Understanding and managing drama in the workplace is a concern shared by leaders and individuals alike. Not only is it emotionally draining, the cost and consequences cannot be understated. In fact, one of the key reasons for soaring levels of workplace disengagement links directly to the existence of dysfunctional workplace relationships.
Drama occurs because we are emotional beings. We have a desire for self-expression and unfortunately, due to stress and overwhelm, we all have the capacity to display the worst version of ourselves from time to time. However, some of our colleagues and managers not only HAVE problems, they ARE problems. And many of them don’t realize the effect of their theatrics and emotional outbursts because they are operating in a state of oblivion…constantly reacting to workplace pressures, personality triggers or stressors that are occurring in their personal and professional lives, with little awareness of the impact of such behaviours on a larger scale.
The big questions that demands answers are these: Why does drama persist and why does it escalate? Here are five explanations:
1. At a very basic level, many people actual enjoy the show…either as a participant or a spectator. After all, life would be pretty dull and work would be very boring if there were no drama; nothing to gossip about? Let’s be honest, many of us willingly contribute to the juiciness of a good story by partaking in the gossip in the first place, even if we don’t spread it ourselves.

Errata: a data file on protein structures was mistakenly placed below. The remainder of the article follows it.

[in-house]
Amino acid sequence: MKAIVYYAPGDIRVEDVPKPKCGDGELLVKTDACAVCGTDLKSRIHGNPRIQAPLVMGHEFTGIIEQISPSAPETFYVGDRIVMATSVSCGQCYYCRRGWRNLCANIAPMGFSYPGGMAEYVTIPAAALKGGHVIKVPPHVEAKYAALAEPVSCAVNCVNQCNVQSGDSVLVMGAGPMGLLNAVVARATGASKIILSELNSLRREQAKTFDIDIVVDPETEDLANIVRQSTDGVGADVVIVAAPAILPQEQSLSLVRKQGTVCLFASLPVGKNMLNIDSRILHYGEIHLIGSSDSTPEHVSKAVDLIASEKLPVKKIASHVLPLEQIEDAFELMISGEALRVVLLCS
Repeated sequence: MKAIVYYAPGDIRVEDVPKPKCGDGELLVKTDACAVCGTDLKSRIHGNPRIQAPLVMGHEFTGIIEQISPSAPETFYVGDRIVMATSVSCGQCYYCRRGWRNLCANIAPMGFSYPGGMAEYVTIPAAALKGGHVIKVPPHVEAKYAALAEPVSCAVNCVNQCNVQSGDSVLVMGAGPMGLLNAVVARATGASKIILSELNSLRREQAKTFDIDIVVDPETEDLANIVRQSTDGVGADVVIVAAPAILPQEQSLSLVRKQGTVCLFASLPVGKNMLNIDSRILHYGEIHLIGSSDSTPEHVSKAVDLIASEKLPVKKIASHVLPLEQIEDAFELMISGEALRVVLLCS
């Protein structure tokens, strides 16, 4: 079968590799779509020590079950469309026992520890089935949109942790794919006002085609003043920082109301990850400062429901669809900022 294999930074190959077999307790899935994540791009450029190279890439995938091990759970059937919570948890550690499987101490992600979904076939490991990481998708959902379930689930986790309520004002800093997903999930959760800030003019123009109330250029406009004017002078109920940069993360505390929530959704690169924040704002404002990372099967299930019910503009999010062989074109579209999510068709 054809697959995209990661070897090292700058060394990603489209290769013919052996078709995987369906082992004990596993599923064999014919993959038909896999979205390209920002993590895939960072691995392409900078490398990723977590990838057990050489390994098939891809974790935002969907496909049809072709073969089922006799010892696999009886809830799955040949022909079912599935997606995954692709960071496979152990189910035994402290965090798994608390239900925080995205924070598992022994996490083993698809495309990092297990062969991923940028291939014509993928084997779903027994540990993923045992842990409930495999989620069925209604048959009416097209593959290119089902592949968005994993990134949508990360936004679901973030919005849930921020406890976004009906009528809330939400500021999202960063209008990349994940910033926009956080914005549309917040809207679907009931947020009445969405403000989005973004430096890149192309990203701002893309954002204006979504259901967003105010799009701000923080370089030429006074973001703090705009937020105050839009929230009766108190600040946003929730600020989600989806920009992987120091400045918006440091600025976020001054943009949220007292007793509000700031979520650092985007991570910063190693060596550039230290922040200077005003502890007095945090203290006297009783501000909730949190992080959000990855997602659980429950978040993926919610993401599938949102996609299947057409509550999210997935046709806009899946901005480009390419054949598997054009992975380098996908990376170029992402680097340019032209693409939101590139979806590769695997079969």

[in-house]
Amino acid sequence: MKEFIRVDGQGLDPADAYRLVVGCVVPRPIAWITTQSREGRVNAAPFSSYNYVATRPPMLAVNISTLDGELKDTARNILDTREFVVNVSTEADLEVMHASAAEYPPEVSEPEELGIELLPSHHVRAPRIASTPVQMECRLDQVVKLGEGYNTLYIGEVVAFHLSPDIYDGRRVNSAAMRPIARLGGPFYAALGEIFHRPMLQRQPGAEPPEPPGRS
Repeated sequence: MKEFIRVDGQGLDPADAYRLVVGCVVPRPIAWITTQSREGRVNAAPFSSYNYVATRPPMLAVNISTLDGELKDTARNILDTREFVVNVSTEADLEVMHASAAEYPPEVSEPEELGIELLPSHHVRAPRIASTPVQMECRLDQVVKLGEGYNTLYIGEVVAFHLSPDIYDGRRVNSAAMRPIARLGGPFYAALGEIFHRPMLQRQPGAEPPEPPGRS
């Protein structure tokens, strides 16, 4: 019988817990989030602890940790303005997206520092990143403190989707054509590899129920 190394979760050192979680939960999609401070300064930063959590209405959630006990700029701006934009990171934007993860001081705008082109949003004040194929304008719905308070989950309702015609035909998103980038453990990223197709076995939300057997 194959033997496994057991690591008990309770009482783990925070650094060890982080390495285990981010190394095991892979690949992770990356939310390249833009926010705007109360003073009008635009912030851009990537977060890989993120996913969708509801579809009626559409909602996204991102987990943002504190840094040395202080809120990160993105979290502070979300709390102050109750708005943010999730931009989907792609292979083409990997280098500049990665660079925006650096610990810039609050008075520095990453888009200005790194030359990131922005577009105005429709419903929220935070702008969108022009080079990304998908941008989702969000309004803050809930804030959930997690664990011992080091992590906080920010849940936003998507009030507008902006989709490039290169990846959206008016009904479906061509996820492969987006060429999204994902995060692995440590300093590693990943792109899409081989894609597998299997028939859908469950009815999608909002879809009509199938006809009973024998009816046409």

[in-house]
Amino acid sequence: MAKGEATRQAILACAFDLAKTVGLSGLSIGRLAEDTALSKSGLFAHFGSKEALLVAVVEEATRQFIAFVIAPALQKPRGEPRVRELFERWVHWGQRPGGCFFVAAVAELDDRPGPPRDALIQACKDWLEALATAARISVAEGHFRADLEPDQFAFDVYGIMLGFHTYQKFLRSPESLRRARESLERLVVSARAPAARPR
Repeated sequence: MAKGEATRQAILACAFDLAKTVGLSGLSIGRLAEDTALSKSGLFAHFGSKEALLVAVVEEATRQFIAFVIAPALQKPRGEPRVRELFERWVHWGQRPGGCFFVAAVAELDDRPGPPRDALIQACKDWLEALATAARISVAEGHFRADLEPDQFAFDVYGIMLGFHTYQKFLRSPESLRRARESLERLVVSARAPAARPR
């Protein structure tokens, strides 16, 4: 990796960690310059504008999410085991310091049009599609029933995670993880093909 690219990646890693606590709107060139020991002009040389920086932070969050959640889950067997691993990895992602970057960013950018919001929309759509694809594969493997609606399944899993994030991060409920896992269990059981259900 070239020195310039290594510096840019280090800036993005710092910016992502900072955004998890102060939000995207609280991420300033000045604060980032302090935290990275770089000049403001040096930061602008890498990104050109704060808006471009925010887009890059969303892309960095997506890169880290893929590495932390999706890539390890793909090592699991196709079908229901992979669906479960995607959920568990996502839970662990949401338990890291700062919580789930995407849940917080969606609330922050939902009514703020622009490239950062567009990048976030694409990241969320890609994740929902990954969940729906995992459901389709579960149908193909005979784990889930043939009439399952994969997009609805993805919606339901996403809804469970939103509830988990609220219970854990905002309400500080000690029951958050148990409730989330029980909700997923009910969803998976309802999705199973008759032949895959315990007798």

2. Drama also manifests on a regular basis because accountability isn’t taught or understood. It is often easier to blame others and share in the misery rather than accept responsibility, even if we do not know all the facts. Pointing the finger in the other direction requires very little effort.
3. Leaders don’t want to, or don’t know how to deal with it. This is one of the most common workplace demotivators. Sadly, a lack of action builds resentment amongst those who desperately want their leadership to deal with these people issues. As a result, those who once felt engaged and happy will slowly but surely find that the dysfunctional atmosphere taking a toll on their level of performance and satisfaction.
4. Organizations may invest in core technical skills or training, however the interpersonal skills that are essential when it comes to managing drama and conflict are lacking. Practicing outstanding communication skills in the face of such challenges can make the world of difference, not only to one’s peace of mind, but to the organization’s bottom line. When people feel disengaged and disconnected, when they do not feel inclined to express their concerns, absenteeism increases, turnover escalates and business declines as a result.
5. High morale is a low priority. At all levels, everyone feels the increasing pressure of managing their daily workload. As a result, paying attention to the human element slowly becomes neglected. Yet, this is precisely the issue that necessitates the greatest consideration. In addition, it is fascinating to note this is the one area that is within an organization’s control: the atmosphere within its own walls.
Based in Vancouver, Canada, Michelle Ray is a leadership expert who helps individuals and organizations succeed and take the lead. Her keynote presentation and workshop: No More Drama! How to Build High Engagement, High Morale and a Happier Workplace will be offered as a one-hour, complimentary webinar on June 27.